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Details of Grant 

EPSRC Reference: EP/W026988/1
Principal Investigator: Gardner, Professor L
Other Investigators:
Researcher Co-Investigators:
Project Partners:
EOS Framing Ltd Metso Steel Construction Institute
Department: Civil & Environmental Engineering
Organisation: Imperial College London
Scheme: Standard Research
Starts: 20 February 2023 Ends: 19 August 2025 Value (£): 442,259
EPSRC Research Topic Classifications:
Structural Engineering
EPSRC Industrial Sector Classifications:
Related Grants:
EP/W026376/1 EP/W027267/1
Panel History:
Panel DatePanel NameOutcome
06 Apr 2022 Engineering Prioritisation Panel Meeting 6 and 7 April 2022 Announced
Summary on Grant Application Form
The legally binding UK government target to reach net zero carbon emissions by 2050 cannot be achieved without minimizing the carbon footprint of the construction sector. Over one-quarter of the world`s annual steel production is used in the construction of buildings but a study based on steel-framed designs for schools, offices and residential buildings, sourced from leading UK design consultancies, reveals the average material utilisation ratio for typical steel buildings is below 50% of their capacity. This suggests steel content in buildings could be significantly reduced by designing for minimum material, which would annually avert 214 million tonnes of carbon dioxide emissions worldwide. To reduce steel consumption in construction, the development of novel, materially efficient and sustainable lightweight structures is essential. There's a global need for housing as populations grow which creates tension with our need to cause less emissions by building less or more efficiently.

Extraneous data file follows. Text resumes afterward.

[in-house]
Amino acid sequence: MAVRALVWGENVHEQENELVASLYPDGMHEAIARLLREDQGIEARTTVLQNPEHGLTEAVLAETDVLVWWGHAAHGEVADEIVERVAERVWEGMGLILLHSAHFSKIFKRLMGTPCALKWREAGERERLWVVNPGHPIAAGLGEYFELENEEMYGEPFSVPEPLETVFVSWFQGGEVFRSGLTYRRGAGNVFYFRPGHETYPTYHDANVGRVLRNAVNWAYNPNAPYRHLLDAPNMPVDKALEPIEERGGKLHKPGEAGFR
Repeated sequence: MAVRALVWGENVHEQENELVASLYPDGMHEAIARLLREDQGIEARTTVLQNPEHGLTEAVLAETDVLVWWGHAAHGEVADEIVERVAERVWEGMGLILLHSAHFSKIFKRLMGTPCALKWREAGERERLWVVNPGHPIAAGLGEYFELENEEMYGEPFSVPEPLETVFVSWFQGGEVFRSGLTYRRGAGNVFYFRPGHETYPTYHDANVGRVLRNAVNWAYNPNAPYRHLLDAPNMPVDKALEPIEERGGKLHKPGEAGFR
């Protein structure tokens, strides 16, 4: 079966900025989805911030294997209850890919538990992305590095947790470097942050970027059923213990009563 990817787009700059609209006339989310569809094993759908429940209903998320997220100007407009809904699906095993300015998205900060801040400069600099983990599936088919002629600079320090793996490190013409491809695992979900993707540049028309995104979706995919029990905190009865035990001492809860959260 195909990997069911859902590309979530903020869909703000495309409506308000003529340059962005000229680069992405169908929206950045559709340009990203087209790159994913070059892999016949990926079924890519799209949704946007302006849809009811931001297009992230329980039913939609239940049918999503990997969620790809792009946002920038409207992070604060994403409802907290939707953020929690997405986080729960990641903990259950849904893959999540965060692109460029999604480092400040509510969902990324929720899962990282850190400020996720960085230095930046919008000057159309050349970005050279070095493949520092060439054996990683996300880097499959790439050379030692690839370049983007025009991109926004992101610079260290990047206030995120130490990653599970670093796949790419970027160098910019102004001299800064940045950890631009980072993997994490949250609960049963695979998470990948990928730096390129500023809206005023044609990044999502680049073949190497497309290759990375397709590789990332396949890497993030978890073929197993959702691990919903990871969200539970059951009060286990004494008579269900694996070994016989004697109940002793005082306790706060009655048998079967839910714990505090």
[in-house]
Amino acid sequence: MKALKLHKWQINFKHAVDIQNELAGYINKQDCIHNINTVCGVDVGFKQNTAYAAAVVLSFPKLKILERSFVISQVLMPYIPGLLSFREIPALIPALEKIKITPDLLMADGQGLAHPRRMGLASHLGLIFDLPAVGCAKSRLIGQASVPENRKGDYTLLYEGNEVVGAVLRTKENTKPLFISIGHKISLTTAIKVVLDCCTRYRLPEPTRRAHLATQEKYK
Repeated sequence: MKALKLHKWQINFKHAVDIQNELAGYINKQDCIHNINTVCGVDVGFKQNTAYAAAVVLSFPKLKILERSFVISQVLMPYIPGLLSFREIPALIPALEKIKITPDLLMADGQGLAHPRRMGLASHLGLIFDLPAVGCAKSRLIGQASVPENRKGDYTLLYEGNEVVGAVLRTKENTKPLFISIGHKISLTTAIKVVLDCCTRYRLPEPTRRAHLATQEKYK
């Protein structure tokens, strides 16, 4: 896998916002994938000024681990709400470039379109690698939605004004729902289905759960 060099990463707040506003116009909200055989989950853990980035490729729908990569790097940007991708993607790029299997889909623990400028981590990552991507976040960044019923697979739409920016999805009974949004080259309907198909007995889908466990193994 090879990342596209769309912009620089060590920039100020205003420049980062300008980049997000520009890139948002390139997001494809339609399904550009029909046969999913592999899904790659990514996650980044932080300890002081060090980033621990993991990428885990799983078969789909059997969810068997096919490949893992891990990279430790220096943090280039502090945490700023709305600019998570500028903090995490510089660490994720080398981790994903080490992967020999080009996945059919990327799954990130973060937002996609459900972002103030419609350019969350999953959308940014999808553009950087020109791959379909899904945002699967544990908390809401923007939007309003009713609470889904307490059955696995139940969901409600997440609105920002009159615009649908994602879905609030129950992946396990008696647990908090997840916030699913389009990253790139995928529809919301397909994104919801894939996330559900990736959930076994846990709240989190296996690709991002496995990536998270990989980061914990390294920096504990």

Light steel frame (LSF) structures made of cold-formed steel (CFS) stud-walls and joisted floors are gaining growing popularity in modern construction practice worldwide, both in new developments and as a cost-effective and low-carbon solution for vertical extensions to existing buildings. The ease of offsite manufacturing utilising LSF structures offers many benefits compared to traditional methods, including: (a) improved quality and productivity, reduced material use, less wastage and savings of 30-50% in total construction time and associated costs; (b) flexibility for more tailored design solutions complying with the Design for Manufacture and Assembly approach; and (c) scalability for the technologies around automated construction. LSF systems can, therefore, directly contribute towards meeting the UK Government's ambitious house building commitments and reducing the initial cost of construction and whole life cost of assets, and CO2 emissions by 33% and 50%, respectively. However, the current use of LSF structural systems is limited due to critical drawbacks such as low local buckling resistance of thin-walled CFS elements, low lateral stiffness and robustness of typical LSF systems and limitations of current design and optimisation approaches to exploit their full capacity. These challenges should be addressed before LSF systems can be widely used both in the UK and overseas.

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Organisation Website: http://www.imperial.ac.uk